Despite having a balky knee, mayoral candidate James DeLeon forgoes the inconveniently located elevator and takes the stairs to our third-floor office. DeLeon needs a minute to rest his knee, and he mentions that he first injured it decades ago on the basketball court, landing badly after a slam dunk. Though I never scaled those heights playing hoops, I commiserate with him about the toll of high-impact sports. The aches and pains of running have driven me to the pool, though swimming feels like a foreign language. In fact, I tell him, as I spend more time swimming, my neck is beginning to hurt.
DeLeon’s eyes light up. He knows what the problem is. “Turn your body, and look up and back when you breathe.” How does he know? “I’ve taught over 5,000 kids how to swim,” he says.
Next time I go to the pool, I do exactly what he says, and not only does the neck pain disappear, I’m able to swim faster than I ever have.
If you’re wondering if this story is leading to a mayoral endorsement, it isn’t — though I wholeheartedly endorse DeLeon as a swim instructor. Our endorsement will occur later, closer to the May 16 primary. This issue is an impartial voters’ guide, funded in part by the Lenfest Foundation for Journalism.
We submitted questions to all 10 candidates running for mayor. Two of them, Amen Brown and Warren Bloom, did not respond to our requests, and Republican David Oh announced his candidacy too late in our production cycle to be included. We will continue to reach out to them, and publish answers online if we receive them.
As we spent time with the candidates during their respective photo shoots, we largely kept the conversations light and apolitical, and that made for some entertaining revelations.
For example, we discovered that Allan Domb has a pocket full of finger puppets, just in case he encounters any kids. When he finds out I have a seven-year-old, he gives me one for her. I know technically I shouldn’t accept the gift, but I just can’t refuse the kindness.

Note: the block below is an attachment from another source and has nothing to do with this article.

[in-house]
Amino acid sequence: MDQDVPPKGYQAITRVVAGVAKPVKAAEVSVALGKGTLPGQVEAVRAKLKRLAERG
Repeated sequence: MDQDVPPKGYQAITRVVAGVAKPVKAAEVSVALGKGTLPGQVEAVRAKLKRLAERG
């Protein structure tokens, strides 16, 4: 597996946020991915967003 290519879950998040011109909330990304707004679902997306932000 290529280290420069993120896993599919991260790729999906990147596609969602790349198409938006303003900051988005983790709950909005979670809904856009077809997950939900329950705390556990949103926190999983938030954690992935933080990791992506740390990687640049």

We get the best pictures of Derek Green when he explains why Tupac, for him, is not a top-five all-time hip-hop artist. The music connoisseur also reveals his go-to karaoke song: “The Humpty Dance.” I fully endorse this choice.
Jeff Brown expresses his certainty that the Eagles are going to win the Super Bowl (sigh). I talk with him while Rebecca Rhynhart and Grid operations director Nic Esposito share some laughs.
Helen Gym mentions the restaurant in Chinatown that her kids call “their true mother.”
Maria Quiñones Sánchez shares some hilarious takes on a few of her fellow candidates, and Cherelle Parker exudes great humor and confidence during her shoot, determined to show off her stylish white pants.
There’s plenty of personality to be found in this field of candidates.
But, of course, we wanted to document the substance of the candidates, so we asked specific, detailed questions that we hoped would force the would-be mayors to skip the platitudes and explain their plans. We made the editorial decision not to limit the word count; we wanted everyone to have the ability to fully articulate their answers.
I hope you enjoy reading this issue. There’s a lot at stake in this election, so let’s dig in!
Alex Mulcahy, Editor-in-Chief
Grid Magazine’s Mayoral Voters Guide is a part of Every Voice, Every Vote, a collaborative project managed by The Lenfest Institute for Journalism. Lead support is provided by the William Penn Foundation with additional funding from The Lenfest Institute, Peter and Judy Leone, the John S. and James L. Knight Foundation, Harriet and Larry Weiss, and the Wyncote Foundation, among others. To learn more about the project and view a full list of supporters, visit www.everyvoice-everyvote.org. Editorial content is created independently of the project’s donors.